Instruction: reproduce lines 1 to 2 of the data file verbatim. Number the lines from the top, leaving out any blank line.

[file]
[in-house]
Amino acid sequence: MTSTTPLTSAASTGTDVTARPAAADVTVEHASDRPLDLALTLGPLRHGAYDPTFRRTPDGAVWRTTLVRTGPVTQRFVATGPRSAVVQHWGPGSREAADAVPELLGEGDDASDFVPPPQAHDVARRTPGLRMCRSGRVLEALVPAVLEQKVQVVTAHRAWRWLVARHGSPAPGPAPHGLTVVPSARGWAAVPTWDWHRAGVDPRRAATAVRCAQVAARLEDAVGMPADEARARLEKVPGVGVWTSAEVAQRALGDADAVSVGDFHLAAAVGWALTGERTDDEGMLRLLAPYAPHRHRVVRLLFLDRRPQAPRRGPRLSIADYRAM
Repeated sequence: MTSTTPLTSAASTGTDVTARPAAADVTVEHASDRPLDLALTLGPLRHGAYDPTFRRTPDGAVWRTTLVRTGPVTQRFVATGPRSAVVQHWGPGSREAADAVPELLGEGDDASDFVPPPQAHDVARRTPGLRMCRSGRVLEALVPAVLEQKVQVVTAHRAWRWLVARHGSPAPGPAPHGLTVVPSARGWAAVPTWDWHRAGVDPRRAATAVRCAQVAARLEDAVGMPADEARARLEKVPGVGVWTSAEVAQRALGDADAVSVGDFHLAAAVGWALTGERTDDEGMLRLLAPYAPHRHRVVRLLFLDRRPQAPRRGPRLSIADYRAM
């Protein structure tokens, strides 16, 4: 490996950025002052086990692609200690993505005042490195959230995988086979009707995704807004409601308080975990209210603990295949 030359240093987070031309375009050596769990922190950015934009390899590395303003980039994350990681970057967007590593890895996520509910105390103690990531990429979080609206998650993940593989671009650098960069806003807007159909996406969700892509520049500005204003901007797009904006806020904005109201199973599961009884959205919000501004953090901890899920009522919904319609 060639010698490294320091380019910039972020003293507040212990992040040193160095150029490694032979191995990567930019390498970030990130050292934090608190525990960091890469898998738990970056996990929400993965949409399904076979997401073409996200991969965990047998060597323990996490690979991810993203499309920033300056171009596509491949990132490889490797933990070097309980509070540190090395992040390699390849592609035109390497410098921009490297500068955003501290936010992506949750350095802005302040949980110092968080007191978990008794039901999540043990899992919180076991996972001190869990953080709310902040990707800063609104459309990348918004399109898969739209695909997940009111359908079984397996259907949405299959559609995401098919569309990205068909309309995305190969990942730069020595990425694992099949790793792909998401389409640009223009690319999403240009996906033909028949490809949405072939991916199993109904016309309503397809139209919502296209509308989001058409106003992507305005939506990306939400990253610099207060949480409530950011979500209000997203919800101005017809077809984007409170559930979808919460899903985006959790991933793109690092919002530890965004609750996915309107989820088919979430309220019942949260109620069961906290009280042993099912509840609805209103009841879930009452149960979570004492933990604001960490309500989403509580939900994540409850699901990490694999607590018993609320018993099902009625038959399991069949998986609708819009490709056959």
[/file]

[in-house]
Amino acid sequence: MTSTTPLTSAASTGTDVTARPAAADVTVEHASDRPLDLALTLGPLRHGAYDPTFRRTPDGAVWRTTLVRTGPVTQRFVATGPRSAVVQHWGPGSREAADAVPELLGEGDDASDFVPPPQAHDVARRTPGLRMCRSGRVLEALVPAVLEQKVQVVTAHRAWRWLVARHGSPAPGPAPHGLTVVPSARGWAAVPTWDWHRAGVDPRRAATAVRCAQVAARLEDAVGMPADEARARLEKVPGVGVWTSAEVAQRALGDADAVSVGDFHLAAAVGWALTGERTDDEGMLRLLAPYAPHRHRVVRLLFLDRRPQAPRRGPRLSIADYRAM